Wait times vary a great deal from one Immigration Court location to another. Some courts focus virtually exclusively on priority cases, such as individuals who are detained or are unaccompanied juveniles. For these, wait times will of course be much shorter. Conversely, wait times can be much longer in locations where a court is particularly understaffed with too few Immigration Court judges relative to their caseload.

Information about the wait times for the 136 Immigration Court hearing locations (by state) with at least 25 pending cases at the end of August 2015 can be found in Table 2 below. Included in the table are the number of pending cases along with the average number of days these cases have already waited — the traditional backlog and wait times. Next to these columns is the average number of additional days that cases are waiting for a hearing before an Immigration Judge, based on TRAC's new analysis of the scheduled hearings in each court. In the next column is the total projected wait time — the average days "already waited" plus the average of "more until hearing" has been scheduled.

Also listed is the calendar date of the latest hearing scheduled, which translates into the maximum period a pending case must wait until its hearing beyond August 31, according to the court's current calendar. (The table is interactive, so you can sort any column by clicking on its heading.)

Of course, hearings can be rescheduled sooner or moved later, so these statistics are merely projected figures for the average wait time based on the court's hearing schedule as of the end of August. In addition, it does not include any estimate of potential future delays that may be involved if there is a need for one or more additional hearings after the one now scheduled. Nonetheless these data provide a sobering snapshot of the current state of the Court's docket and what this implies about the long delays facing many individuals before their cases can be heard.

Focusing just on the number of wait days for cases pending at the end of August, Oklahoma City's hearing location had racked up the most — an average of 1,004 days. The others that made up the top five — all with average days above 900 for individuals with pending cases — were Chicago, Illinois and Detroit, Michigan each tied for second place, followed by Omaha, Nebraska in fourth and Denver, Colorado in fifth.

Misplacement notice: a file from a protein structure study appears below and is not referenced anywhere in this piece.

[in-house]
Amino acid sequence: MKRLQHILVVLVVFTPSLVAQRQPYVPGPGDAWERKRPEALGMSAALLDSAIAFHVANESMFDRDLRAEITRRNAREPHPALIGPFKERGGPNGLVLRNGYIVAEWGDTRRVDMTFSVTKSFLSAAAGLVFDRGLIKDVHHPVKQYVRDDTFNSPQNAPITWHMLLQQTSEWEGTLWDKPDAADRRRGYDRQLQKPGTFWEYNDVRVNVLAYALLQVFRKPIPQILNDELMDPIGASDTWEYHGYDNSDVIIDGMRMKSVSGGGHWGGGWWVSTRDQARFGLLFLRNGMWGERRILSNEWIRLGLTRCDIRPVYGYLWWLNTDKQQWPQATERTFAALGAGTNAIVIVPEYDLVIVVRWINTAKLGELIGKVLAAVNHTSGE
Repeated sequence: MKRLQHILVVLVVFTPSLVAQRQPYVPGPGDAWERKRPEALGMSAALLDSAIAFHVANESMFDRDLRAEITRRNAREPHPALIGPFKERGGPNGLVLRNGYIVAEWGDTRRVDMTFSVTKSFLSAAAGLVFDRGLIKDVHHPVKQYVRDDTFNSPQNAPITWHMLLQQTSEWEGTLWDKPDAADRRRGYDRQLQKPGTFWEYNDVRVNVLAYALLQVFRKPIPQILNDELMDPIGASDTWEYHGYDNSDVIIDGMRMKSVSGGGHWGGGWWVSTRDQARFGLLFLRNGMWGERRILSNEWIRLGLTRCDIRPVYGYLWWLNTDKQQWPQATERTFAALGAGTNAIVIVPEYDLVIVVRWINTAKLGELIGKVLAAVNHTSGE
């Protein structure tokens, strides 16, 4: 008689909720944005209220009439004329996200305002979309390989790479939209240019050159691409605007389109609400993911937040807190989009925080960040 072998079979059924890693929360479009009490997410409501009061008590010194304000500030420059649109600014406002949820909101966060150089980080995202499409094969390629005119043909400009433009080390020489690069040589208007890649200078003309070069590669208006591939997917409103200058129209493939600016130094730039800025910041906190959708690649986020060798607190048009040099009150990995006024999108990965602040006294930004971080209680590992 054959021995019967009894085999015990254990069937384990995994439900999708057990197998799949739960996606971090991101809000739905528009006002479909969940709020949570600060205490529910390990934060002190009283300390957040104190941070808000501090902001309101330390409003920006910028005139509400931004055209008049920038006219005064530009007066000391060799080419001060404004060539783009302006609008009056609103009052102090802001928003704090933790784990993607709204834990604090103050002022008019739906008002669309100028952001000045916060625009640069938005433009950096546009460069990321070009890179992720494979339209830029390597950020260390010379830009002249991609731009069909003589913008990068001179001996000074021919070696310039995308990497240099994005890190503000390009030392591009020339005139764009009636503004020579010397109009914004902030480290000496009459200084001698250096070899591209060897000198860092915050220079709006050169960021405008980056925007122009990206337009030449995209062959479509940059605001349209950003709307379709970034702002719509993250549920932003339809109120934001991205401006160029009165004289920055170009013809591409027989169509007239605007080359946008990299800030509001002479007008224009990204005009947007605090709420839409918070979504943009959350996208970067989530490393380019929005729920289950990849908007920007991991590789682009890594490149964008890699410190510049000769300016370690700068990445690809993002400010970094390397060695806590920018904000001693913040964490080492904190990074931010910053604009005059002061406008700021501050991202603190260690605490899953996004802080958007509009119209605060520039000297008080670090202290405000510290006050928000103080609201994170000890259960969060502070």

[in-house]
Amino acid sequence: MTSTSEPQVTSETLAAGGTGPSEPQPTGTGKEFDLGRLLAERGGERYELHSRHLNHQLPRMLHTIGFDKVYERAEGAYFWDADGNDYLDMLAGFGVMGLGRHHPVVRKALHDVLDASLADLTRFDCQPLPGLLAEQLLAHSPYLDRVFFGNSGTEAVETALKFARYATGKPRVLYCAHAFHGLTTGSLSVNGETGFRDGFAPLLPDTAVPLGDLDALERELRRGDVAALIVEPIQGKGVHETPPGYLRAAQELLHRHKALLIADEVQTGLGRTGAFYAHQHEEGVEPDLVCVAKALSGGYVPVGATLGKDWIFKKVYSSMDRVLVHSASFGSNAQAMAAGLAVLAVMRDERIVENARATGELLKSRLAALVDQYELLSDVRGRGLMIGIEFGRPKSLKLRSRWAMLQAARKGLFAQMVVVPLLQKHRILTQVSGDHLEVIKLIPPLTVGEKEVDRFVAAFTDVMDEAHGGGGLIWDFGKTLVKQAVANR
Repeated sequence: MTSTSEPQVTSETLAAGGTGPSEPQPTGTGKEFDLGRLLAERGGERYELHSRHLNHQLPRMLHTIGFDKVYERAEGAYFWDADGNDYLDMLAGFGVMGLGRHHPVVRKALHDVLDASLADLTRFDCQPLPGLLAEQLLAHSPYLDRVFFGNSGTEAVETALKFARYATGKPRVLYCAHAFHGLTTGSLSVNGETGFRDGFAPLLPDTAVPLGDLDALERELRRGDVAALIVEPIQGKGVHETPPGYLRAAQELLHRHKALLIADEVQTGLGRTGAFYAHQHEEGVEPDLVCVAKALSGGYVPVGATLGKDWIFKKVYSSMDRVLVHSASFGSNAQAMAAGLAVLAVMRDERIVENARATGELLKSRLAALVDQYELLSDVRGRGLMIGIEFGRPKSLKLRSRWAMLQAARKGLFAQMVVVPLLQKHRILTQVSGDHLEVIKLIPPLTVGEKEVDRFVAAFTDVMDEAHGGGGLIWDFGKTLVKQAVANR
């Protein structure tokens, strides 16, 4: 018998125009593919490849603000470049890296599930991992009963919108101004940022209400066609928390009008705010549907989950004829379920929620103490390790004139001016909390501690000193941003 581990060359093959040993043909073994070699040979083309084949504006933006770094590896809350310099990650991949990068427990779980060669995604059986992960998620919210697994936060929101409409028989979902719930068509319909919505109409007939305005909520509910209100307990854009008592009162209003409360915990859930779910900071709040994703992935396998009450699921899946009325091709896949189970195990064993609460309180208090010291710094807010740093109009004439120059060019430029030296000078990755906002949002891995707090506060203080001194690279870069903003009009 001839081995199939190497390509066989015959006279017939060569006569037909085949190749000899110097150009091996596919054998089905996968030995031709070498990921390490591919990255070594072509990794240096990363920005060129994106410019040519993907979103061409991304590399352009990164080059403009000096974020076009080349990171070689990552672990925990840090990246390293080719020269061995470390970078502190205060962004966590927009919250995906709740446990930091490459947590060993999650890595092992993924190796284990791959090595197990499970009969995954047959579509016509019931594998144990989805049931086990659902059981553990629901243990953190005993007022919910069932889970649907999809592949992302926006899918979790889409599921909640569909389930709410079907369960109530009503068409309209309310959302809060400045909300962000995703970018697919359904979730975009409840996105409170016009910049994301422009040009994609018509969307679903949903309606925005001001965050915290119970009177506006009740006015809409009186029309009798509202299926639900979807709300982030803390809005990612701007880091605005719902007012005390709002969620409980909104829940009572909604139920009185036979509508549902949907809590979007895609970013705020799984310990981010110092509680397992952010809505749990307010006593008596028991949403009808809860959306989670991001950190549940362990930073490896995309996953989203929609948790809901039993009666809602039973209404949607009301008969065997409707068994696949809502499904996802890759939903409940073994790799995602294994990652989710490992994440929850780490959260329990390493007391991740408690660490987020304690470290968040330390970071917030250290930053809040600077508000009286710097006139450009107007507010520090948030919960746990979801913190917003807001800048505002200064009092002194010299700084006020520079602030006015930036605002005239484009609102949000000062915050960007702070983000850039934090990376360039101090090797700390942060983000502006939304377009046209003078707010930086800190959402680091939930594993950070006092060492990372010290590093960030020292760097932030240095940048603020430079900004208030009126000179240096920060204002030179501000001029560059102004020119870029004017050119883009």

However, based upon scheduled hearing dates, even in this top five there were remarkably different averages for the additional number of days before a hearing was scheduled. These varied from an average additional 153 days in Oklahoma City to 1,434 additional days in Detroit. For Oklahoma City, the latest scheduled hearing date for anyone was June 20, 2016, less than a year away. In Chicago hearings were scheduled all the way through July 1, 2020.

Once we include the additional days before a hearing was actually scheduled, the total projected wait times for pending cases ranges from an average of 22 days at the San Francisco, California video hearing location and 24 days at the David L. Moss Criminal Justice Center in Oklahoma all the way up to 2,371 days for Detroit, Michigan.

Again, these projected wait times are based upon the current court hearing schedule. An unusually large number of additional days at a location often reflects the significant number of individuals assigned a November 29, 2019 hearing date. In Detroit, for example, over 75 percent of pending cases had been scheduled to be heard on that date. Clearly, that date is just a placeholder and schedules will have to change since that volume of cases cannot be accommodated in such a short time.

TRAC will continue to monitor changes in the scheduling of Immigration Court hearings and publish periodic updates to these figures.

Conclusion

The government data in this report provide concrete information about the extraordinary challenges — in terms of both enforcement and fairness — now facing the Immigration Courts. These issues in turn are becoming an increasingly important part of the current political debate over the country's immigration policies.

Table 2. Pending Cases and Wait Times Until Hearing Scheduled
by Immigration Court Hearing Location, as of August 31, 2015
(Click on column header to sort)
State Hearing Location Pending
Cases
Average Days Latest
Hearing Date
Scheduled*
Already
Waited
More
Until
Hearing*
Projected
Total
Wait*
TX Oklahoma City, Oklahoma 400 1,004 153 1,157 2016-06-20
IL Chicago, Illinois 16,717 937 790 1,727 2020-07-01
MI Detroit, Michigan 3,359 937 1,434 2,371 2019-11-29
NE Omaha, Nebraska 4,588 928 370 1,298 2019-11-29
CO Denver, Colorado 8,571 906 1,082 1,988 2019-11-29
AZ Phoenix, Arizona 9,957 853 289 1,142 2019-12-18
CA Imperial, California 1,830 819 584 1,403 2018-07-06
OH Cleveland, Ohio 5,848 811 522 1,333 2020-04-23
NV Las Vegas, Nevada 3,359 789 174 963 2017-12-21
CA Los Angeles, California 51,264 788 194 982 2019-11-29
TX El Paso, Texas 5,860 782 346 1,128 2018-05-01
MA Boston, Massachusetts 9,953 733 350 1,083 2020-05-04
NJ Newark, New Jersey 23,183 727 666 1,393 2019-11-29
PA Philadelphia, Pennsylvania 4,411 723 135 858 2017-06-29
TX Houston, Texas 32,902 709 1,077 1,786 2019-12-04
GA Atlanta, Georgia 12,617 698 576 1,274 2019-11-29
OR Portland, Oregon 1,623 692 350 1,042 2018-05-21
ID Boise, Idaho 435 690 237 927 2017-10-25
CA San Francisco, California 30,446 684 357 1,041 2019-11-29
NY Buffalo, New York 2,371 670 208 878 2017-01-31
KY Louisville, Kentucky 3,065 652 364 1,016 2019-04-08
UT Salt Lake City, Utah 1,420 648 172 820 2017-01-09
AZ Tucson, Arizona 840 644 76 720 2016-04-26
MN Bloomington — BLM 2,962 638 1,092 1,730 2019-11-29
VA Arlington, Virginia 18,199 637 577 1,214 2019-12-27
NY New York City, New York 61,854 633 299 932 2019-11-29
TX San Antonio, Texas 21,384 624 1,107 1,731 2019-11-29
TX Harlingen, Texas 4,984 569 258 827 2017-06-28